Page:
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by Jeff
Rated: ASR · Review · Music · #2291474
Johnny Cash album review (Writer's Cramp entry)
With an artist as prolific as Johnny Cash (97 albums!), it can be difficult to find an entry point to their discography. Do you start with their first album? Their biggest hits? I ultimately decided to start before his music career even began.

As a young twenty-something serving in the United States Air Force, Johnny Cash watched a documentary called Inside the Walls of Folsom Prison (1951), which inspired him to write a song imagining what it would be like to be an inmate serving time in prison. The result, “Folsom Prison Blues,” was recorded in 1955 and included on his very first studio album, Johnny Cash with His Hot and Blue Guitar! (1957). In addition to the song being so popular that Cash often opened his concerts with it, the song became popular among inmates around the country as well; they would write to him and request he perform at their prison. Cash’s first prison performance was at Texas’ Huntsville State Prison in 1957, and the reception was positive enough that it encouraged him to perform at other prisons around the country.

After a period of waning popularity following drug dependency issues, Cash was looking for something to set him apart, and he pitched his label on the idea of recording a live album at a prison. They sent letters to both San Quentin State Prison and Folsom State Prison, and with Folsom being the first to respond, the stage was set for him to record his first live album at the very place where he chose to set one of his first hit songs.

At Folsom Prison was recorded on January 13, 1968. Cash opened with “Folsom Prison Blues” and then went on to do a number of other songs about prison, among them “The Wall,” and “25 Minutes to Go.” He performed two shows, although only two of the fifteen tracks on the album ended up coming from the second show, which was largely attributed to fatigue on the part of the band, who had also rehearsed extensively the day before (and, fun fact, received a visit from California’s then-Governor Ronald Reagan who wanted to offer his encouragement!). The album was produced in four months and received very little investment by the label. It was also unfortunately timed so that it overlapped with Cash’s prior single “Rosanna’s Going Wild” on the charts, as well as Sirhan Sirhan’s assassination of Senator Robert F. Kennedy. As a result of that political sensitivity, the label insisted that the iconic line, “I shot a man in Reno, just to watch him die”1 be removed, which was done over Cash’s objections. Despite all that, the album received overwhelmingly positive reviews and ended up revitalizing Cash’s career. At Folsom Prison would go on to be re-released in 1999 with three extra tracks not featured in the original LP, and then re-issued once again in 2008 as a “legacy edition” which included both concerts from January 13, 1968, uncut and remastered.

I’ve never been a huge fan of Johnny Cash (or old-timey country music in general), but I am partial to this album (and the song “Folsom Prison Blues”) because I actually grew up in Folsom, California and it’s unquestionably one of the things our town is most famous for. So famous, in fact, that when I was working at the local Borders Books and Music during my early college years, I would sometimes get calls from out-of-towners looking for a book they were told we had in stock, and they would invariably ask, “Where is your store located? Is it in the prison?” *Laugh* But I do appreciate the thematic approach Johnny Cash took to this album, imagining the experience of inmates in prison and performing songs intended to evoke empathy with their experience. In addition to “Folsom Prison Blues” and “The Wall,” the other tracks on this album that I really like are “Dark as the Dungeon,” “The Long Black Veil,” and “Green, Green Grass of Home.” I actually might check out the “legacy edition” at some point to experience what each of the two original concerts were like, and compare the two.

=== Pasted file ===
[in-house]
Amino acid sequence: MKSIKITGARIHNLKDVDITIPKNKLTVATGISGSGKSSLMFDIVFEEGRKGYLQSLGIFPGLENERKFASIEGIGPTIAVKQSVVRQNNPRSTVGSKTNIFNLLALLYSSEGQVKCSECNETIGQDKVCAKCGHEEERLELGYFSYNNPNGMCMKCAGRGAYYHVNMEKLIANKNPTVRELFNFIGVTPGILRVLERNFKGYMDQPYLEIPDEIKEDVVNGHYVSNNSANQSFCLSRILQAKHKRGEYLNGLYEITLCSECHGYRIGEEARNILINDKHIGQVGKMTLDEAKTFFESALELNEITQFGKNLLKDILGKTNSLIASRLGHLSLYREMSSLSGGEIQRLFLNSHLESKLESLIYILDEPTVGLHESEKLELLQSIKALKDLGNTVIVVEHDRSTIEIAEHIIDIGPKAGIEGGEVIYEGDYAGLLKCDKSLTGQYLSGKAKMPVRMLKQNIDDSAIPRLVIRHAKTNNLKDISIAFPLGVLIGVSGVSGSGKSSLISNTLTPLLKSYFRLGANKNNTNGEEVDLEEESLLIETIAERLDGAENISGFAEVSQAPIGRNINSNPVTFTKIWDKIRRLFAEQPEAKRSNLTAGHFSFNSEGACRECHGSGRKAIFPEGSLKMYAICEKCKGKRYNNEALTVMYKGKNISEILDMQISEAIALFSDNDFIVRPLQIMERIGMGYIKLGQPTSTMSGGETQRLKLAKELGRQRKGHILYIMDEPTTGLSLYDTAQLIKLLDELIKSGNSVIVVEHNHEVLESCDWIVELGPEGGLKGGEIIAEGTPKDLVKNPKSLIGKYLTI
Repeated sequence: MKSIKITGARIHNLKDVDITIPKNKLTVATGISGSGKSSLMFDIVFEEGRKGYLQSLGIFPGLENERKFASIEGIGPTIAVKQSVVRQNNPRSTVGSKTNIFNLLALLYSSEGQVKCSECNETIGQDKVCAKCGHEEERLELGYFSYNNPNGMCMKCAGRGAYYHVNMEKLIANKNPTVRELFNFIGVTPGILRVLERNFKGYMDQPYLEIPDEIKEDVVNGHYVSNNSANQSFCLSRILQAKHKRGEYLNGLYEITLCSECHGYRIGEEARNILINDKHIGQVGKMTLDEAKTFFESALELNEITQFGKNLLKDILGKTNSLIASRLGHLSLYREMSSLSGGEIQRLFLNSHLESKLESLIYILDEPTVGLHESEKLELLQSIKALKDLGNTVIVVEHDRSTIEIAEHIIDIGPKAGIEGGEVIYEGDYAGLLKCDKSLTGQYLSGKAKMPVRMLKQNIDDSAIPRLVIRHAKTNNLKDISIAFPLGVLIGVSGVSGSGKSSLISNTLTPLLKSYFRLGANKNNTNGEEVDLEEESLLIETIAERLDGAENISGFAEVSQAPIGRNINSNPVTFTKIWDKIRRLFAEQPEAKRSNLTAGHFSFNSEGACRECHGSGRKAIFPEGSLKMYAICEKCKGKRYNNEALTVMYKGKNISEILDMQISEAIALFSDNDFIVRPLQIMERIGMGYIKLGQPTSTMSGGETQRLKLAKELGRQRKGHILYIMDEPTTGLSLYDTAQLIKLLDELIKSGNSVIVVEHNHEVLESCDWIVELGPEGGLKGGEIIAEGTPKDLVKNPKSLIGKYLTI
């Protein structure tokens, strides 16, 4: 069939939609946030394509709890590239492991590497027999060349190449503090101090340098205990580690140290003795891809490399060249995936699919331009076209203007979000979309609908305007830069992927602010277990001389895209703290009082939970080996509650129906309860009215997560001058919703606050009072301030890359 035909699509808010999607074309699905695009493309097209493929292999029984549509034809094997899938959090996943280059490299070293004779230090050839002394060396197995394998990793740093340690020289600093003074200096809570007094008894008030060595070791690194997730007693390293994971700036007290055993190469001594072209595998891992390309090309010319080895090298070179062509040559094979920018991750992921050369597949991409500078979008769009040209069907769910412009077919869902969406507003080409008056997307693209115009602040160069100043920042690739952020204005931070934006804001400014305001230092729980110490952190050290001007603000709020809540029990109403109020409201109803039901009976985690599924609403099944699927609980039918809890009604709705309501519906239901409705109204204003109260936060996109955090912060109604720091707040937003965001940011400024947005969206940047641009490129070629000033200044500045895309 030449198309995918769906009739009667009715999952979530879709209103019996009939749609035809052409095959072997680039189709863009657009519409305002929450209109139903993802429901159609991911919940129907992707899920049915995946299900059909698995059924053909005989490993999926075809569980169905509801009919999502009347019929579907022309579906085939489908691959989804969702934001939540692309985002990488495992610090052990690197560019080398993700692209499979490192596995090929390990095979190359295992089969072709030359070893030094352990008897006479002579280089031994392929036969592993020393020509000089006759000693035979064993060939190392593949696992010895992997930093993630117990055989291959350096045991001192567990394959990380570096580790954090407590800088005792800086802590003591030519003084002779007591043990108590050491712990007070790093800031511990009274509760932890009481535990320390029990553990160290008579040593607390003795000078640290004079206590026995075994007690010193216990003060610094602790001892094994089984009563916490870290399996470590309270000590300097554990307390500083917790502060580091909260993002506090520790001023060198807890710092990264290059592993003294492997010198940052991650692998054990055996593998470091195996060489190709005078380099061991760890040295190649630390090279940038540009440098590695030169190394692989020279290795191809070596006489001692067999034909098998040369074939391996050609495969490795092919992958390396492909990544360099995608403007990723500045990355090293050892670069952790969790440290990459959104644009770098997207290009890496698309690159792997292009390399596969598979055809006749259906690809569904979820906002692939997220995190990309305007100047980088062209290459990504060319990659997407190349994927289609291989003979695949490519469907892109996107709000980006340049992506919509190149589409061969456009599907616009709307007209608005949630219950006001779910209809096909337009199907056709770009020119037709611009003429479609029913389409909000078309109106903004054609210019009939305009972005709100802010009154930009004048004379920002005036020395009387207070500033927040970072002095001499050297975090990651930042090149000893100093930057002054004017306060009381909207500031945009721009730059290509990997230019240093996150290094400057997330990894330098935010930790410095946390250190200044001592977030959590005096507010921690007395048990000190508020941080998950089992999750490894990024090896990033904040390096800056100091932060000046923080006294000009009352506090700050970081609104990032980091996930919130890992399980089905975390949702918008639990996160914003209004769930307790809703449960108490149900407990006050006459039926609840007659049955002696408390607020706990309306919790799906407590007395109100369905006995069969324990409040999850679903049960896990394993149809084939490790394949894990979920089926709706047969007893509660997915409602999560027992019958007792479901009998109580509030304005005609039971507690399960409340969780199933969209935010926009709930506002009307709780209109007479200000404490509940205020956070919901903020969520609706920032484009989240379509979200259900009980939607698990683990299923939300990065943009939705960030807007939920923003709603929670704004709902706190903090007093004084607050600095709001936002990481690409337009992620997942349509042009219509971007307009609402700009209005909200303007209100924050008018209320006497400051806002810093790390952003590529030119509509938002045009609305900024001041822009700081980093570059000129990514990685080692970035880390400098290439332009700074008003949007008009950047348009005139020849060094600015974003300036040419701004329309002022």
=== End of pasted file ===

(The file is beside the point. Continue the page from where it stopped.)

For an artist as wide-ranging and prolific as Johnny Cash, there are literally hundreds of entry points to his extensive career. But if you’re going to start somewhere, you might as well start with one of his most famous songs, which became his first live album, which revitalized his career and put a small town in Northern California on the map.


856 words (including footnote)

Written For: "The Writer's Cramp

Prompt: February 26, 1932 is the day that J. R. Cash was born. People around the entire world know him as Johnny Cash. Choose one of his albums as a title and review the album. Persuade me to buy it! Write it NOT as a poem - you have to write a proper review. Maximum 1000 words.

1  Fun fact about this famous line: Cash reportedly came up with the line by “sitting with his pen in hand, trying to think up the worst reason why a person would want to kill another person, and that’s what came to mind.” Music industry photographer Jim Marshall is rumored to have once asked him why the song’s main character was serving time in a California state prison for shooting a man in Reno, Nevada, to which Cash is rumored to have quipped, “That’s called poetic license.” *Laugh*

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